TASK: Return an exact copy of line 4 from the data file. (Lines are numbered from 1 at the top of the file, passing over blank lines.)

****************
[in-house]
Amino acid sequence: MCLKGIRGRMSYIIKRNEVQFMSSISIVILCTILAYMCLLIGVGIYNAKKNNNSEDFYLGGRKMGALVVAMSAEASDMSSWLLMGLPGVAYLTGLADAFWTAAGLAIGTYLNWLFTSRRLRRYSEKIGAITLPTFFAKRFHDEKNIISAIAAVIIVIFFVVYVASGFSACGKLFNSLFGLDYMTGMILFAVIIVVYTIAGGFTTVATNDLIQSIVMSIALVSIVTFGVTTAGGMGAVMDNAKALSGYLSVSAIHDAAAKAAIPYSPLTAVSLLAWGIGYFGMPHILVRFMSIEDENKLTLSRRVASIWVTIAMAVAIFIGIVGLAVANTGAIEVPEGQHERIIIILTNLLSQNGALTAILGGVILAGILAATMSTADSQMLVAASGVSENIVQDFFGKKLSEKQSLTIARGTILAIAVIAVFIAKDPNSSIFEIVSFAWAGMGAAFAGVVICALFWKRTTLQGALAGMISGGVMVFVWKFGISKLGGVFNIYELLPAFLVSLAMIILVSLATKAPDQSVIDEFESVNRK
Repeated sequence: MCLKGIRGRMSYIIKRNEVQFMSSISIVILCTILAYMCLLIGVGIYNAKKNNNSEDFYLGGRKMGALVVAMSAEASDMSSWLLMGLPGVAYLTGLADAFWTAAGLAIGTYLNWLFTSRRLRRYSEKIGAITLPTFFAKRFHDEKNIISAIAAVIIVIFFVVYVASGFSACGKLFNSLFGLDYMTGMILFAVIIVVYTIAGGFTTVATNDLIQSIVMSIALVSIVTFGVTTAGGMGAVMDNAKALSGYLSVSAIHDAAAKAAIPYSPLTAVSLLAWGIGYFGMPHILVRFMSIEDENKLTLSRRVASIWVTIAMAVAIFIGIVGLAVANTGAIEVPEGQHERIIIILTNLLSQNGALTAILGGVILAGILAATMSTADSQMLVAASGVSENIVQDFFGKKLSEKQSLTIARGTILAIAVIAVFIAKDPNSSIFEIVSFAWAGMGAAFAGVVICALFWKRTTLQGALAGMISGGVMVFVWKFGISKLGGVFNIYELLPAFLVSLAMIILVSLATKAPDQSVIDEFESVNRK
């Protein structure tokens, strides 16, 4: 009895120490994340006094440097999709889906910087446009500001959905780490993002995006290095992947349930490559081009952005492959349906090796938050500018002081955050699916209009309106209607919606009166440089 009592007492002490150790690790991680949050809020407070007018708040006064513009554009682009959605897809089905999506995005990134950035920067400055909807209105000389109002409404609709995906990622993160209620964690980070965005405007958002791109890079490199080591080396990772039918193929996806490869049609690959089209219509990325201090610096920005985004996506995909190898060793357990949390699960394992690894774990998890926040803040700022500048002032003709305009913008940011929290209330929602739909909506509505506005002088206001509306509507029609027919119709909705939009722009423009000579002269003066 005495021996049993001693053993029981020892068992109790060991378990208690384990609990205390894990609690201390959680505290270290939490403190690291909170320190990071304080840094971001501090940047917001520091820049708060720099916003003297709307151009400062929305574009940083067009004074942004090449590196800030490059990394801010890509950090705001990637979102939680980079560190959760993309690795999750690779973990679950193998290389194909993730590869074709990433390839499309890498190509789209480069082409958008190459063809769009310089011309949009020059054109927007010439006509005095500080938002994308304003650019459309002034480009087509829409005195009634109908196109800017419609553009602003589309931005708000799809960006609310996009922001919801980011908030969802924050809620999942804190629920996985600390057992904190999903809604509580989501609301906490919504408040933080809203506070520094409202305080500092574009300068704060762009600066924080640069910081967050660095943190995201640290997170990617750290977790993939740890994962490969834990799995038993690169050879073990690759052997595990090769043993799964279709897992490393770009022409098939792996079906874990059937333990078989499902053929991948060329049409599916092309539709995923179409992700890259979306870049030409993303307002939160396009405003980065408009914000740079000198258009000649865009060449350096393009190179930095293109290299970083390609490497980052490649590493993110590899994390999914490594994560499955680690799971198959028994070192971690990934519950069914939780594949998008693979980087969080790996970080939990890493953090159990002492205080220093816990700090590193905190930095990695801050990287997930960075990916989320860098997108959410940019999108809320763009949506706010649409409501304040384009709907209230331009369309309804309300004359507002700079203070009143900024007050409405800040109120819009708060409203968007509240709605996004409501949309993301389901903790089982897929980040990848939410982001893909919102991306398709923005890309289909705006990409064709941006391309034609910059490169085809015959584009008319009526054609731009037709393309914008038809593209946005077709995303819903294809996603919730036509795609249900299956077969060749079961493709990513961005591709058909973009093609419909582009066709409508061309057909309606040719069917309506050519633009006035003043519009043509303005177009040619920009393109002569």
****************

């Protein structure tokens, strides 16, 4: 009895120490994340006094440097999709889906910087446009500001959905780490993002995006290095992947349930490559081009952005492959349906090796938050500018002081955050699916209009309106209607919606009166440089 009592007492002490150790690790991680949050809020407070007018708040006064513009554009682009959605897809089905999506995005990134950035920067400055909807209105000389109002409404609709995906990622993160209620964690980070965005405007958002791109890079490199080591080396990772039918193929996806490869049609690959089209219509990325201090610096920005985004996506995909190898060793357990949390699960394992690894774990998890926040803040700022500048002032003709305009913008940011929290209330929602739909909506509505506005002088206001509306509507029609027919119709909705939009722009423009000579002269003066 005495021996049993001693053993029981020892068992109790060991378990208690384990609990205390894990609690201390959680505290270290939490403190690291909170320190990071304080840094971001501090940047917001520091820049708060720099916003003297709307151009400062929305574009940083067009004074942004090449590196800030490059990394801010890509950090705001990637979102939680980079560190959760993309690795999750690779973990679950193998290389194909993730590869074709990433390839499309890498190509789209480069082409958008190459063809769009310089011309949009020059054109927007010439006509005095500080938002994308304003650019459309002034480009087509829409005195009634109908196109800017419609553009602003589309931005708000799809960006609310996009922001919801980011908030969802924050809620999942804190629920996985600390057992904190999903809604509580989501609301906490919504408040933080809203506070520094409202305080500092574009300068704060762009600066924080640069910081967050660095943190995201640290997170990617750290977790993939740890994962490969834990799995038993690169050879073990690759052997595990090769043993799964279709897992490393770009022409098939792996079906874990059937333990078989499902053929991948060329049409599916092309539709995923179409992700890259979306870049030409993303307002939160396009405003980065408009914000740079000198258009000649865009060449350096393009190179930095293109290299970083390609490497980052490649590493993110590899994390999914490594994560499955680690799971198959028994070192971690990934519950069914939780594949998008693979980087969080790996970080939990890493953090159990002492205080220093816990700090590193905190930095990695801050990287997930960075990916989320860098997108959410940019999108809320763009949506706010649409409501304040384009709907209230331009369309309804309300004359507002700079203070009143900024007050409405800040109120819009708060409203968007509240709605996004409501949309993301389901903790089982897929980040990848939410982001893909919102991306398709923005890309289909705006990409064709941006391309034609910059490169085809015959584009008319009526054609731009037709393309914008038809593209946005077709995303819903294809996603919730036509795609249900299956077969060749079961493709990513961005591709058909973009093609419909582009066709409508061309057909309606040719069917309506050519633009006035003043519009043509303005177009040619920009393109002569």